In memoriam: Clark Bublitz
Clark Bublitz, a metabolic enzymologist and a member of the American Society for Biochemistry and Molecular Biology since 1963, died Feb. 23. He was 94.
Born Dec. 8, 1927, in Merrill, Wisconsin, he was the son of Clark and Florence Bublitz. He attended the Pillsbury Military Academy in Owatonna, Minnesota, then joined the Army near the end of World War II and was stationed in Rome.
After the war, Bublitz earned a Ph.D. in biochemistry from the University of Chicago, and then he spent a year as a postdoctoral fellow at the Max Plank Institute in Germany where he worked with Feodor Lynen, who later shared the 1964 Nobel Prize in physiology or medicine.
Bublitz joined the faculty at the Johns Hopkins School of Medicine as an assistant professor. While at Hopkins, he met Deborah Keirstead, then a medical student. They were married in 1958. Bublitz spent a year at St. Louis University in Missouri before moving to the University of Colorado Medical Center in Denver, where he remained until his retirement.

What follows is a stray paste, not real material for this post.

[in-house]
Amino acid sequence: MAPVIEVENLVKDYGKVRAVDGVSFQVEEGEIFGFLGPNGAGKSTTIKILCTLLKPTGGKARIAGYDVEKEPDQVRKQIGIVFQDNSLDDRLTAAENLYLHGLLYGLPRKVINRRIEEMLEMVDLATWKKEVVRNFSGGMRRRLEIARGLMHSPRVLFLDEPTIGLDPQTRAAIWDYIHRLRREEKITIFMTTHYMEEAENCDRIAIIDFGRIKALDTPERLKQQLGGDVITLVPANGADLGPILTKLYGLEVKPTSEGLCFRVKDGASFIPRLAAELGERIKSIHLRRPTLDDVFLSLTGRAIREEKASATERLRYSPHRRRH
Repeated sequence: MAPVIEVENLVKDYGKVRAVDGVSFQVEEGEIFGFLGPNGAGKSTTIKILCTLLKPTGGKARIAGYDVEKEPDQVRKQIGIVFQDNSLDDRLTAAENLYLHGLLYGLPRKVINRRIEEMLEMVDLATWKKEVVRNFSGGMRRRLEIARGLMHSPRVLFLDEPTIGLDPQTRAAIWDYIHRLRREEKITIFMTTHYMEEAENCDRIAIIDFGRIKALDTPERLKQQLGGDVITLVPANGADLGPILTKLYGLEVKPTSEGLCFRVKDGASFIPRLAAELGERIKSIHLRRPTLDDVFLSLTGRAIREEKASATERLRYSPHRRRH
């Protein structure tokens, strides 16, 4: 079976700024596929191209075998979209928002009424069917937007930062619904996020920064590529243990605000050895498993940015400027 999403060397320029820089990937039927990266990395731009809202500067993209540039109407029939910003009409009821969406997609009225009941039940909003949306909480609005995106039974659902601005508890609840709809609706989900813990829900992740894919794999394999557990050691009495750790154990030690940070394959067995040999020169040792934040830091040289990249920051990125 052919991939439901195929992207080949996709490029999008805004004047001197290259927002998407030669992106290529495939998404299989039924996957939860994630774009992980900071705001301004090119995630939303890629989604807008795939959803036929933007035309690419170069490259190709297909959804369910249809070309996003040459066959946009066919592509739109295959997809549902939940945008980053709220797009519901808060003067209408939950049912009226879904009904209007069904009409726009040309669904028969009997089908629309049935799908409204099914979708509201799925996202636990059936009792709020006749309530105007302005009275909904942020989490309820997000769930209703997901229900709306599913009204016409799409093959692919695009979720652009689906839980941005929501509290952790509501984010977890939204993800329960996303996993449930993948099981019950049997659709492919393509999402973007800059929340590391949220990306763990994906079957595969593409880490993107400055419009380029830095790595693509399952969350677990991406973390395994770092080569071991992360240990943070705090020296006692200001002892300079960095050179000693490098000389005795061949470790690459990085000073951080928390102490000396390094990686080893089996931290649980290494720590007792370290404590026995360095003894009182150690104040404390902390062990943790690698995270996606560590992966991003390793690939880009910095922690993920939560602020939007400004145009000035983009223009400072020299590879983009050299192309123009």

Bublitz studied enzymes involved in metabolism in the rat liver, beginning in the 1950s with enzymes that phosphorylate glycerol. He later focused on L-gulonate, a six-carbon metabolite that is an important intermediate between glucose and the pentose phosphate pathway. In the 1960s, collaborating frequently with Albert Lehninger, he studied the conversion of gulonate into ascorbic acid, or vitamin C.
Bublitz was an enthusiastic hiker, tennis player and Green Bay Packers fan. He is survived by his wife, Deborah; five children, Nancy Dyer, Susan Schooleman, Philip Bublitz, Caroline Emsermann and Elizabeth Bublitz, and their spouses; and eight grandchildren.
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